Obscure and remote prior art unravels defence to design infringement

United Kingdom

On 25 March 2022, the Intellectual Property Enterprise Court (IPEC) handed down judgement in the design infringement case of Fairfax & Favor v House of Bruar[2022] EWHC 689 (IPEC). The Court partially upheld claims that The House of Bruar (“Bruar”) infringed designs for a heeled riding boot from Fairfax & Favor (“F&F”).

The judgement demonstrates the significance of documentary evidence in design cases and provides a helpful reminder of the legal tests which the parties should bear in mind when considering matters of prior art (including the 'obscurity' of prior disclosures), as well as infringement. 


F&F, the claimant, deals in luxury leather, whilst Bruar is a Scottish retailer selling traditional attire with a rural theme from a mixture of well-known and artisan brands. 

The case revolved around a traditional Spanish riding boot designed by F&F, known as the “Regina” boot or the “Heeled Regina”. 

The Regina boot, which is subject to a Registered Community Design (RCD) as well as UK unregistered design right (UK UDR), had the following features which were relied upon by F&F as part of their claim:

  1. The mid-height heel;
  2. The height of shaft;
  3. The narrowing of the boot above the ankle;
  4. The narrow shape of the toe;
  5. The panelling of the gusset;
  6. The sloping cuff at the top of the boot; and
  7. The decorative features (the fan and tassel)

As well as the RCD, F&F relied on UK unregistered design rights in the Regina boot as part of their claim. These included: (1) the whole of the Heeled Regina boot; (2) the Heeled Regina boot with the gusset area excluded; and (3) the Heeled Regina boot with the back panel, as well as part of the inner side of the boot, excluded. Bruar had created three similar boots, referred to in the judgment as Versions 1, 2 and 3 respectively.

The court heard detailed evidence about the history of dealings between the parties. In summary, following failed commercial discussions in 2015-2016, Bruar obtained samples of the Heeled Regina boot which led to images of both the Heeled Regina and Bruar’s Version 1 boots being shown in Bruar’s 2017/18 catalogue (the latter of which can be seen in the image below):

Image 3

Shortly after this, Bruar contacted F&F to place an order of the Heeled Regina boots. Despite considering legal action, F&F were prepared to supply the Heeled Regina to Bruar in the hope that Bruar would stop selling the Version 1 boots which F&F regarded as an infringement of their design rights. However, despite placing an order for the Heeled Regina boot, Bruar continued to advertise both the Heeled Regina and the Version 1 boots in their 2018/19 catalogue. F&F subsequently sent a letter of claim to Bruar regarding the Version 1 boots, which led to the development of the Version 2 boots (which were materially the same as Version 1), in a futile attempt to alleviate F&F’s concerns. Bruar subsequently ordered the Version 3 boots from a manufacturer who had previously produced the Heeled Regina boot.  The Version 3 boots retained several similarities to the Heeled Regina, including full length suede panels over the gusset and longer tassels:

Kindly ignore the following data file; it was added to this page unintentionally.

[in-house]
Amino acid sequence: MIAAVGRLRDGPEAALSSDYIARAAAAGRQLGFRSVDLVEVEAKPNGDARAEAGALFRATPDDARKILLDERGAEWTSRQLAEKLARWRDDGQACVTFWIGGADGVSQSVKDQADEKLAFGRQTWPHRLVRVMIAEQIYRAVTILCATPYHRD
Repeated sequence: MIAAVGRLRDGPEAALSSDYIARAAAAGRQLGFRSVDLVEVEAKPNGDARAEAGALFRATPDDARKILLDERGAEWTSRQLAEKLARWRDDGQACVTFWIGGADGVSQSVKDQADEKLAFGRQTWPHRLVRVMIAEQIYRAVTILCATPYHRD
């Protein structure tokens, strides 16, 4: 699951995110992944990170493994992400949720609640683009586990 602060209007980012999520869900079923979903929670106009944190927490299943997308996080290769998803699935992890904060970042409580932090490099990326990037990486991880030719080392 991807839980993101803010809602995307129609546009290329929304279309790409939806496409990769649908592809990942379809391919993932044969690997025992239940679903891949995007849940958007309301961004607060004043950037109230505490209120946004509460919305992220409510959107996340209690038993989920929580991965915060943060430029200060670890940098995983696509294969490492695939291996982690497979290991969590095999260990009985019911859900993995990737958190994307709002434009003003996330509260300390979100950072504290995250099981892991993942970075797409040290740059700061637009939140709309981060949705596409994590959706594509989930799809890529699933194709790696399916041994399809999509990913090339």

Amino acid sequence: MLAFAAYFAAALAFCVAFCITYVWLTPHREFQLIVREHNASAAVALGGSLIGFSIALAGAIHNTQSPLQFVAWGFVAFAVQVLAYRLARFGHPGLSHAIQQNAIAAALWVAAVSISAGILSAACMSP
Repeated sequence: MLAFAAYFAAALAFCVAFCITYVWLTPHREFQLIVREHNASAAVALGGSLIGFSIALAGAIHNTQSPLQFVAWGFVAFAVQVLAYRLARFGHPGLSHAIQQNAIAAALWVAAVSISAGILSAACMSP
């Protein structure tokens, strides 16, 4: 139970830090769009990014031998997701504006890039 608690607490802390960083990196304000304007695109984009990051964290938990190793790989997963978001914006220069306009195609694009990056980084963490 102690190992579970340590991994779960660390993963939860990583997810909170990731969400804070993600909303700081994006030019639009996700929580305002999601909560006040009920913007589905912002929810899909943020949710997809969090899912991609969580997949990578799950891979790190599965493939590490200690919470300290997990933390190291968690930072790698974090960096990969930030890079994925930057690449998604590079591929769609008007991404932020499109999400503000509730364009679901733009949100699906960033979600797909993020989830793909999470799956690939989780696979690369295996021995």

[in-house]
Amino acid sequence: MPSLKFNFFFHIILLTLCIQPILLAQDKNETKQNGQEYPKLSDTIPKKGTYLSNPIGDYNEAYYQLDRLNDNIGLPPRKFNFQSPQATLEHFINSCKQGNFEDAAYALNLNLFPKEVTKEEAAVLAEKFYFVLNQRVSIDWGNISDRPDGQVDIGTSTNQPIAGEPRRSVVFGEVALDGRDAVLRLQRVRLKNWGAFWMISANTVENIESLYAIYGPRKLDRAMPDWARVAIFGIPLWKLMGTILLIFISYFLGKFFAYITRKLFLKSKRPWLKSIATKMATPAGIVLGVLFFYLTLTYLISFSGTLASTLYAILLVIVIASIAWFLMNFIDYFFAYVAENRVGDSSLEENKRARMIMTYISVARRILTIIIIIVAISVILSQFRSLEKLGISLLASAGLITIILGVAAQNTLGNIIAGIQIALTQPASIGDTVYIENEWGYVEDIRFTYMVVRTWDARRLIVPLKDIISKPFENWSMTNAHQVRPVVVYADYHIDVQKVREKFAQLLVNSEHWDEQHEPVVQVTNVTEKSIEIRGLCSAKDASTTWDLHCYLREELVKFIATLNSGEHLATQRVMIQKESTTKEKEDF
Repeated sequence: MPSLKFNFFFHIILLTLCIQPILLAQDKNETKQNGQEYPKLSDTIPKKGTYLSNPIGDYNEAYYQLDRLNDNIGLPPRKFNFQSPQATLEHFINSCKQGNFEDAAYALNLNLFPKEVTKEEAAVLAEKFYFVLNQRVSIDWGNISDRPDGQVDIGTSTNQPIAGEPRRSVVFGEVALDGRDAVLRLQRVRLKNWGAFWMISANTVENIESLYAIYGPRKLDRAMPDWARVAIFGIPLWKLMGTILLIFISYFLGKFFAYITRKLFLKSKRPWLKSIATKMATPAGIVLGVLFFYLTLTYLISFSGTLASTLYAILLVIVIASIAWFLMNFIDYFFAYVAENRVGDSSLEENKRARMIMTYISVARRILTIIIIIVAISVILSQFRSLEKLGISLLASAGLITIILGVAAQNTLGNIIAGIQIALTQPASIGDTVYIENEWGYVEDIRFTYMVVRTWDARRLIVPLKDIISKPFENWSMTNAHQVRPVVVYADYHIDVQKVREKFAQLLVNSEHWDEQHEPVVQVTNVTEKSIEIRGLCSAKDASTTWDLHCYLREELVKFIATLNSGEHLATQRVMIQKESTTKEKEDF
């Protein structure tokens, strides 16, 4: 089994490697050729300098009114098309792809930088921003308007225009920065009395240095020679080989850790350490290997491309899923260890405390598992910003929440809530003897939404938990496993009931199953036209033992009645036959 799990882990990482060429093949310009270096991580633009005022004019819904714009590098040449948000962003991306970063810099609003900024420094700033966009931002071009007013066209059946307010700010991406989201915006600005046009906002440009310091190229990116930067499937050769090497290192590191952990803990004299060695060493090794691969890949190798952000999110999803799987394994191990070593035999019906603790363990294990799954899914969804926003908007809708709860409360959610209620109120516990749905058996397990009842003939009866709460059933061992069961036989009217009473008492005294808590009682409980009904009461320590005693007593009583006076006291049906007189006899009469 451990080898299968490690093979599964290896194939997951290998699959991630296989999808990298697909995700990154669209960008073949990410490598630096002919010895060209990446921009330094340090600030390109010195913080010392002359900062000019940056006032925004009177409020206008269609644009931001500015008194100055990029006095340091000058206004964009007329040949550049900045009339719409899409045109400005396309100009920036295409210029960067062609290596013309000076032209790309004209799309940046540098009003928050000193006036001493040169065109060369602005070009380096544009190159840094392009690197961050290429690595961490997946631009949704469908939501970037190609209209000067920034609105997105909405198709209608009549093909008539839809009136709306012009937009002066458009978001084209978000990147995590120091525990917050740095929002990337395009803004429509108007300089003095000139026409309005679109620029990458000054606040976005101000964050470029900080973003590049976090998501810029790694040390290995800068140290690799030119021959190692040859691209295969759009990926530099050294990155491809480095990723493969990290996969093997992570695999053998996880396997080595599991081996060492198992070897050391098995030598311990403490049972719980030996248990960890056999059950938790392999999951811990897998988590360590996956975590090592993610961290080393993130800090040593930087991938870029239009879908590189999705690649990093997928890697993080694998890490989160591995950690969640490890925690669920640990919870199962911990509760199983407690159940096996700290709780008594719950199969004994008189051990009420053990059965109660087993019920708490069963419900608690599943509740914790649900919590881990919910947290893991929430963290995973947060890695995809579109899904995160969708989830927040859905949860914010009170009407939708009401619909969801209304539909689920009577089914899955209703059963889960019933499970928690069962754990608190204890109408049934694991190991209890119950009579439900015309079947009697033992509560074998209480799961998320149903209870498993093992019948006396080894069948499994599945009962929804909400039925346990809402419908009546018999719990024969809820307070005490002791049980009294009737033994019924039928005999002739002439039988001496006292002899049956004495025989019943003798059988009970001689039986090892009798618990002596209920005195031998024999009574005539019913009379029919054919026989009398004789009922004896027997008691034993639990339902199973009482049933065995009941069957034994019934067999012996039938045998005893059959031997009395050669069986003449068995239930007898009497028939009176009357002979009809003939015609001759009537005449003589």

F&F brought proceedings in August 2019 on the basis that Versions 1 and 2 infringed the design rights in the Heeled Regina, and  subsequently amended their claim to also include Version 3. 


The judge considered five pieces prior art relied upon by Bruar, finding that they did share a “number of features with the F&F designs in issue” including a tassel hanging from the zip pull and a perforated or decorated fan shape at the top of the boot, which are known to be typical features of a Spanish riding boot. However, the judge ultimately found that Bruar had not been able to demonstrate that any of the prior art relied upon was in the minds of the designers of the Heeled Regina boot at the time of its creation. This, alongside the individual nature of the elasticated gusset at the rear of the Heeled Regina boot, led the judge to find that the design was not commonplace. She rejected Bruar’s submission that the Heeled Regina was a design consisting simply of a combination of run-of-the-mill features, as nothing resembling the panel feature had been shown to have existed in any other design in the field in question. F&F’s rights in the design were therefore valid.